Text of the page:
Sandy Randel stays busy these days spreading the word about Etzanoa, the long-lost city of ancient Wichita Indian natives who lived in what now is Arkansas City.

Her next presentation will be at 1:30 p.m. Sunday at Cherokee Strip Land Rush Museum, located on U.S. 77 just south of the Arkansas River bridge. It is free and open to the public.

“This is for people who want to educate themselves about Etzanoa or who know about it, but would like to learn more,” said Randel, the museum’s director and coordinator of Etzanoa Conservancy activities. “We’ve also launched a new website” at www.etzanoa.com.

Sumner County talk

She recently presented a talk to the Sumner County Genealogical Society on “the Great Settlement,” as Spanish explorers in 1601 labeled Etzanoa.

About 165 people showed up for the talk. Many were from the Wellington and Winfield areas, but about half traveled from Wichita to attend.

They had a lot of questions about the settlement of 20,000 people, considered by archaeologists as the second-largest — if not the largest — urban center built by Native Americans in North America.

The Etzanoans were ancestors of today’s Wichita Nation. They lived along the banks of the lower Walnut River, near its confluence with the Arkansas, from about 1450 to 1715.

They were farmers and hunters of bison. They lived in beehive-shaped dwellings made of grass and wood that housed about 10 people.

The Spanish explorers under the command of conquistador Juan de Oñate, the founding governor of New Mexico, counted 2,000 houses, gathered in clusters. Between the housing clusters were agricultural fields planted with beans, maize, squash and pumpkin.

Finding Etzanoa

For decades, archaeologists had debated the location, size and significance of Etzanoa. The exact location of the Great Settlement had become lost in the mists of time.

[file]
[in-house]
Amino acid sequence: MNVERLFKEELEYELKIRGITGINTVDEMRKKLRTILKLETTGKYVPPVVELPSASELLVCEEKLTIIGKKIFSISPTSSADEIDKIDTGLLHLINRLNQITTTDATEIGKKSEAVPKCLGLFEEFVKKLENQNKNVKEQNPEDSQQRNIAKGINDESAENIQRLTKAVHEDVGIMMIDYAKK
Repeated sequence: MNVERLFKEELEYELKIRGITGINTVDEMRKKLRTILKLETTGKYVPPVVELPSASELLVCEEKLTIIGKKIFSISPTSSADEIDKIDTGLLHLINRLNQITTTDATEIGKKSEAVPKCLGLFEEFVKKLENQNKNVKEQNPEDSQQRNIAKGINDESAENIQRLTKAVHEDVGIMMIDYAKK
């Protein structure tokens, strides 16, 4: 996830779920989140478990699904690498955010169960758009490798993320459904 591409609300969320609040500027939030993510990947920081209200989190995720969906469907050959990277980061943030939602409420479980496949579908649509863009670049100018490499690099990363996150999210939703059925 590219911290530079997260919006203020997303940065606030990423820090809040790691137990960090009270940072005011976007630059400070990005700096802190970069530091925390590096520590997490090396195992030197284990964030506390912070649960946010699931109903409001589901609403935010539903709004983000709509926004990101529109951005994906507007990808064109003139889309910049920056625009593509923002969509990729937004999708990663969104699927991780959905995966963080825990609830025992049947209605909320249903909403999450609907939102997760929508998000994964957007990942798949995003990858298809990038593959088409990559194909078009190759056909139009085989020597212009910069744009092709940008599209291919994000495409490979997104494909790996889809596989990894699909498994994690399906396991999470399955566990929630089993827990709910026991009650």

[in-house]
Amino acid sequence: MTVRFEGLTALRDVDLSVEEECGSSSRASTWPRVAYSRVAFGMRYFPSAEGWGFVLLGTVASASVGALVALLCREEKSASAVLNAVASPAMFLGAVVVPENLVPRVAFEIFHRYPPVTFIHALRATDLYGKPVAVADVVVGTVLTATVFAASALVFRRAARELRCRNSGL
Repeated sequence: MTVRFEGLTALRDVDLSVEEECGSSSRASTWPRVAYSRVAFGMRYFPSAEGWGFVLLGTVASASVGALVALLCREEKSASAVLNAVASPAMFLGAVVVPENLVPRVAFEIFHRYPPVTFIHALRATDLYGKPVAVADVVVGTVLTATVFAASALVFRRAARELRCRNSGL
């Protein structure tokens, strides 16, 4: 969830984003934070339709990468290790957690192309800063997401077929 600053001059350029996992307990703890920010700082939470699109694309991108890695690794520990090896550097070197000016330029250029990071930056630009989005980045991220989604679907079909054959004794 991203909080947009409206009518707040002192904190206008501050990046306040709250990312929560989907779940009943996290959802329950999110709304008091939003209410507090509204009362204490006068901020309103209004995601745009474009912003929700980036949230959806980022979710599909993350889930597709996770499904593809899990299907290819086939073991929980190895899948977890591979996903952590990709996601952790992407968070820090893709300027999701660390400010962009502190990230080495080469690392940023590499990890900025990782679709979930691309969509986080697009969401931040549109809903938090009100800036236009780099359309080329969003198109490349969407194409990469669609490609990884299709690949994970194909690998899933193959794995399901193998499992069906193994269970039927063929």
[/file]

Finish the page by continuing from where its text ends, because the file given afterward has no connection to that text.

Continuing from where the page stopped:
But in recent years, Wichita State University anthropology and archaeology professor Don Blakeslee became convinced that the town was hidden in plain sight — it was in Arkansas City.

One of the main factors that led Blakeslee to that conviction was a new, more precise translation of old Spanish documents, accompanied by maps from that period. The documents were created from an official interrogation of the 1601 expedition members.

Blakeslee has led archaeological studies in Arkansas City for the past three years. He will lead a group of archaeology students on a follow-up dig again this summer.

Etzanoan life

A woman at the Wellington talk wanted to know why the Spanish soldiers — men on horses — made such a big impression on the Etzanoans during the 1601 encounter.

“She was trying to figure out how we knew what life was like for them,” Randel said. “They didn’t have horses. They did everything on foot. It’s hard to put yourself in that time period — it was so different.”

Etzanoans must have split up the fundamentals needed by the town and organized themselves into groups to provide clothing, water, and food, she said.

On Sunday, Randel will show a 27-minute film about Etzanoa and then talk for around 30 minutes, she said. During the talk, she will display some artifacts that have been found during archaeological digs at Ark City to illustrate how the Etzanoans lived and worked.

After her presentation, she will take questions from the audience.

The Etzanoa Conservancy also schedules tours of key Etzanoa sites. People interested in touring the sites should call the museum at (620) 442-6750.

This information was provided by Etzanoa Conservancy member Foss Farrar.